This month marks a year since Here, There and Everywhere (HT&E) acquired digital publisher Conversant Media. A lot has changed for the company, which started as a hobby project in 2005. Mediaweek spoke to the co-founder and CEO of Conversant Media Zac Zavos recently. The first year has been a big learning curve for him and the company. The focus was to ensure a smooth transition.
“There has been some history of acquisitions smothering the acquired business. And that certainly has not been the case. We have had good pushes in the right areas,” Zavos told Mediaweek.
The temptation to sell to HT&E was driven by three factors, he explained. “We needed to address a couple of things: we wanted to really grow our brands, give staff meaningful career opportunities, and have more traction with our advertisers and the media agency sector.”
Conversant Media is the home of sports opinion website The Roar, lifestyle and tech publication Techly, and online pop culture destination Lost At E Minor.
These titles joined HT&E’s suite of outdoor and radio properties that it operates through Adshel and the Australian Radio Network. HT&E’s acquisition of Conversant Media has allowed the latter to scale up its operations. “If you look at what the strategy was behind the acquisition from HT&E’s perspective, it was to add a digital pillar and enrich their digital offering,” Zavos explained.
“When you combine ARN’s digital sites with Conversant Media’s digital properties, it’s a broad and deep offering.”
HT&E acquired Conversant Media for upfront cash consideration of $11.6 million and performance-based earn-outs.
Being part of a larger organisation like HT&E has allowed Conversant Media to offer its staff bigger career opportunities by moving around within the larger network of the companies. Zavos said that Conversant Media has had 98% staff retention in the last 12 months. “You are not always going to hold on to all of your staff, but this is a good signal that says a lot of has been done well over the last year,” Zavos said.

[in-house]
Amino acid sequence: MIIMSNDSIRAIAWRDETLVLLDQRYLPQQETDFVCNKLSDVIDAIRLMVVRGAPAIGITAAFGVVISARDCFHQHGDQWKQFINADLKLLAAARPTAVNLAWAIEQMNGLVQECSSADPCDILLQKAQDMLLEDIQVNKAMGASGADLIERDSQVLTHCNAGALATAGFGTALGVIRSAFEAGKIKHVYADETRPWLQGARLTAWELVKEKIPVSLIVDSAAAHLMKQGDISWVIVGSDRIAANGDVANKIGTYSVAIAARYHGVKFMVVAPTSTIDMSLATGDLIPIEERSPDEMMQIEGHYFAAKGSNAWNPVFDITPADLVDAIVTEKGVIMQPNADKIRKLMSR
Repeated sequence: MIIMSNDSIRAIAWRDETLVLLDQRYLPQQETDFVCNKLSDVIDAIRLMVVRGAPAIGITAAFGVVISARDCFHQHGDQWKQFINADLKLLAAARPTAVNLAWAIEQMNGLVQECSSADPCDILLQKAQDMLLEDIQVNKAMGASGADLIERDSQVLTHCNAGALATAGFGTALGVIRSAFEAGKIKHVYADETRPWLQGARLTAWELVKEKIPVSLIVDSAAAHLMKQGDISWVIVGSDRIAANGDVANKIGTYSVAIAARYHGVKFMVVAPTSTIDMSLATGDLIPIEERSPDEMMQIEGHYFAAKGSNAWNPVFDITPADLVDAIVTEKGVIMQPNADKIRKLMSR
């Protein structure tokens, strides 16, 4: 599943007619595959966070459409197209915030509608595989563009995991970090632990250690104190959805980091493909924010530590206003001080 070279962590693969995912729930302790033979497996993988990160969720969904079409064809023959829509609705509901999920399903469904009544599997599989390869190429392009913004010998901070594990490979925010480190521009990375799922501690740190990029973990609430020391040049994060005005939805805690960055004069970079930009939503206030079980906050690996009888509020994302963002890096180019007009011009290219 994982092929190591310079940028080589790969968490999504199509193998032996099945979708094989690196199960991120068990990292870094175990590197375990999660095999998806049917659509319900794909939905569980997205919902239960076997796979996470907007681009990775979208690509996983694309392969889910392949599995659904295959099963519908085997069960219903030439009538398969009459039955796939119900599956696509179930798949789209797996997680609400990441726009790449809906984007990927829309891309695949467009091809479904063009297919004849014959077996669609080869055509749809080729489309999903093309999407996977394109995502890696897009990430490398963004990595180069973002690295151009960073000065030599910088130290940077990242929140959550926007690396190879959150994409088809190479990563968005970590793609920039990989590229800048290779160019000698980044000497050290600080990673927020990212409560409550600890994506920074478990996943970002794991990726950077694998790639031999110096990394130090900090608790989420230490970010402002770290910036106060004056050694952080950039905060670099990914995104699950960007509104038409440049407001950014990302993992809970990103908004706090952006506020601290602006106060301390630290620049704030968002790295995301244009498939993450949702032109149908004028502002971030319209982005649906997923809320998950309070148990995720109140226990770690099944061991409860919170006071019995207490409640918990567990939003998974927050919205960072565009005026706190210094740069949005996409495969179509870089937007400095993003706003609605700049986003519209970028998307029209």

Some staff members have come across from ARN to Conversant Media to help the latter with its new video initiative called Club Roar, which is aimed at helping and promoting “great sports people” and clubs. This allows Conversant Media’s sports website The Roar to develop and maintain relationships with grassroot sporting institutions.
Conversant Media has continued to operate as a separate entity. However, the commercial and digital sales teams have merged with HT&E’s sales division. “There has been a raft of promotions of our assets through the ARN network. This helps us have more of an impact when we take our properties to the market,” Zavos said. The Roar call-outs can often be heard on ARN’s Pure Gold Network (WSFM and Gold 104.3) before the sports bulletin. Techly also has a regular segment on The Edge.
In September 2017, Conversant Media’s network of websites had more than 2.9 million unique browsers. “We have had eight consecutive months of growth in traffic,” Zavos said. “Audience is the lead indicator in a digital business. It shows that our content is strong.”
Speaking about Conversant Media’s commercial performance this year, Zavos acknowledged, “The market has been challenging for digital sales.” Despite this, “We have performed well and the audience is really strong as well.”
The change in the ownership structure at Conversant Media has brought about some changes to Zavos’ role of chief executive officer. “Joining the executive group at HT&E has been really interesting,” he said. Zavos joins Adshel CEO Mike Tyquin and ARN CEO Rob Atkinson in the executive ranks at HT&E. They all report to Ciaran Davis, who is the CEO of HT&E.
“There are four key pillars to a digital business: commercial, content, platform and audience,” Zavos said. “We have instigated a content-sharing program across [Conversant and] ARN’s digital assets – especially video and social, which have been strong for both parties.”
This is an excerpt of the full article, which appears in the latest issue of Mediaweek magazine.
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